Made just prior to “Naked City,” Dassin’s gritty prison melodrama puts a twist on the archetypal bust-out scheme by revisiting, in flashback, the pre-penitentiary lives of Collins – ably played by an intense young Lancaster – and his crew, colorfully brought to life by character actors Whit Bissell, Howard Duff, and John Hoyt. In a fine performance, Charles Bickford appears as the prison’s gruff de facto leader and newspaper editor who throws in his lot with Collins. The other ace in Dassin’s deck is Cronyn, playing a corrupt, savage prison guard bent on bringing “discipline” to his inmates, while nursing a megalomaniacal ambition to replace the wimpy Warden. Aside from the ominous noir visuals, Dassin explores issues endemic to prison life and wraps them up in an ugly finale meant to evoke a Nazi bloodbath.

    The Train (1964)


    Cold-blooded Colonel Von Waldheim (Paul Scofield) wants to remove a a cache of priceless art from France by train in the waning days of the Nazi occupation. With the help of some gallant friends in the Resistance, railroad worker Paul Labiche (Burt Lancaster) takes on the dangerous task of derailing this mission.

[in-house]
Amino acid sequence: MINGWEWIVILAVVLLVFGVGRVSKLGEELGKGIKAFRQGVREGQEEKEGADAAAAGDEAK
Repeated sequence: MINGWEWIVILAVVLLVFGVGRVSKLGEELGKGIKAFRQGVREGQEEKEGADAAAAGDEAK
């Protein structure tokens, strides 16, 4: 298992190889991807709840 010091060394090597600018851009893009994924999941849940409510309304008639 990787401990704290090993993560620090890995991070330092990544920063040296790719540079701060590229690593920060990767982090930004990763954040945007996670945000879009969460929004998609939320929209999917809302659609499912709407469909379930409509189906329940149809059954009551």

John Frankenheimer’s pulse-pounding war film is lean and riveting, as Lancaster’s character works intrepidly to foil Von Waldheim’s exacting plans. Lancaster is restrained and no-nonsense as Labiche- thankfully he doesn’t even attempt a French accent, while Scofield is icy perfection as the ruthless Von Waldheim. This is one of my personal favorites from the sixties and ranks among the talented Frankenheimer’s best work.

    Local Hero (1983)


    A large Texas oil and gas company wants to purchase a small Scottish town and turn it into a refinery. The company sends along Mac (Peter Riegert), the proverbial smooth salesman, to negotiate with the locals. Any hopes of closing the deal quickly evaporate as Mac must adjust to the more leisurely rhythms of the town’s natives. To force matters to a head, Mr. Happer (Burt Lancaster) , the company’s remote, eccentric leader, ultimately flies in for a personal visit. But is oil the only thing on Happer’s mind?


    Bursting with unique personality and charm, “Hero” is a touching fable about finding magic in the everyday business of living. Riegert is spot-on as Mac, a man who thinks he understands his place in the world and then gets gradually transformed by a special time and place. The larger-than-life Lancaster is worth the wait, dominating the film’s later scenes as star-struck Happer. A movie with heart and spirit, that sneaks up on you.